The Taliban, isolated and without resources, ask for international aid for the emergency of the earthquake in Afghanistan | International

Afghanistan’s emergency teams are working around the clock this Thursday to reach and assist the victims of the earthquake that shook the southeastern fringe of the country early on Wednesday. More than a thousand people lost their lives due to the earthquake, according to a provisional balance that could grow due to the seriousness of the condition of many of the injured and that many of the affected areas, located in mountainous terrain, are inaccessible. Added to this is the lack of resources in the Central Asian country, ruled by the Taliban since August of last year, and the heavy rains that have hit the region in recent days. Kabul has asked the international community for help to deal with the emergency. The UN Secretary General, António Guterres, has stated that the organization is already mobilized and working on the ground. The Prime Minister of Afghanistan, Mullah Mohammad Hassan announced this Thursday, after an emergency meeting at the Kabul Presidential Palace, an aid of 10 million euros (1,000 million Afghanis) for the victims.

The earthquake, of magnitude 5.9, occurred in the early hours of Wednesday in a poor rural area and difficult to access, on the border with Pakistan. In the midst of a serious economic and humanitarian crisis, the land plunged Afghanistan into a new tragedy, a tough challenge for the Taliban, 10 months after regaining power after the withdrawal of international forces led by the United States. It is the deadliest earthquake in Afghanistan in two decades. More than 1,000 people have died and 1,500 have been injured in the province of Paktika, the most affected, according to the authorities. These figures would not include casualties in adjacent Jost, epicenter of the quake. Kabul fears that the death toll will increase because many people are also trapped under the rubble of their collapsed houses.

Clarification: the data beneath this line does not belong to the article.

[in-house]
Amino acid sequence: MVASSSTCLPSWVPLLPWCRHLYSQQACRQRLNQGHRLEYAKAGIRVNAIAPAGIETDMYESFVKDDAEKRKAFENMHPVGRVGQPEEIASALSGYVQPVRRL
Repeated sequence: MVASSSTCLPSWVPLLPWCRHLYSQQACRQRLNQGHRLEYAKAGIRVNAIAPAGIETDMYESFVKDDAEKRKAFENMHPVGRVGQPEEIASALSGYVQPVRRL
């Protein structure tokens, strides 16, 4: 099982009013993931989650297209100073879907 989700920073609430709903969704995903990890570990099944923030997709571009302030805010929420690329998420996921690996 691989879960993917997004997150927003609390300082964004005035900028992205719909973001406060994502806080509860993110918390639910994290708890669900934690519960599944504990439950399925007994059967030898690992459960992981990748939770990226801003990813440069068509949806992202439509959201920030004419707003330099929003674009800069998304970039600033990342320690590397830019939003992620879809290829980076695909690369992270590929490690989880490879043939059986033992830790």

“It is very difficult to obtain information from the field because of the poor network [telefónica]”, declared this Thursday the head of the Information and Culture Department of Paktika province, Mohammad Amin Huzaifa. “It is difficult to access the affected sites,” reported Huzaifa, especially since the area has also been affected by flooding caused by heavy rains. The strong storm has caused landslides that have slowed down rescue efforts and damaged telephone lines and power lines.

The Taliban government, which has a very limited number of helicopters to participate in the emergency, has mobilized the army. However, its financial resources are very limited after the freezing of billions of assets abroad and the abrupt interruption of Western international aid, present in the last 20 years and which has only returned in a trickle since the return to power of the fundamentalists.

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The UN has reported that at least 2,000 houses had been destroyed, each of which was inhabited by around seven or eight people. The Kabul regime has stated that it is doing the best it can and has asked for help from the international community, which has so far refused to recognize it, and from humanitarian organizations. The Secretary General of the United Nations, António Guterres, has assured that the UN is “fully mobilized” to help Afghanistan, with the deployment of first aid teams and the shipment of medicine and food.

The affected population urgently needs shelter, due to the rains and unusual cold this season, but also food aid, water, hygiene and sanitation, according to the UN Office for the Coordination of Humanitarian Affairs (OCHA, in its acronym). in English). The Taliban announced this Thursday that they had received two planes loaded with aid from Iran and one from Qatar. Eight truckloads of food and first aid supplies have arrived from neighboring Pakistan in Paktika province.

The European Union said Wednesday that it is ready to “provide emergency assistance.” The United States, for its part, has declared itself “deeply saddened”, and has communicated that they are examining their humanitarian “response options”.

Seriously under-equipped, the Afghan health system is also under a lot of pressure. “Our country is poor and lacks resources. It is a humanitarian crisis; it is like a tsunami”, said Mohammad Yahya Wiar, director of the hospital in Sharan, capital of Paktika. Afghanistan is frequently shocked by earthquakes, especially in the Hindu Kush mountain range, which sits at the junction of the Eurasian and Indian tectonic plates. These disasters can be particularly destructive due to the low resistance of rural Afghan houses.

The deadliest earthquake in the recent history of Afghanistan, with around 5,000 dead, took place in May 1998 in the provinces of Takhar and Badakhshan, in the northeast of the country.

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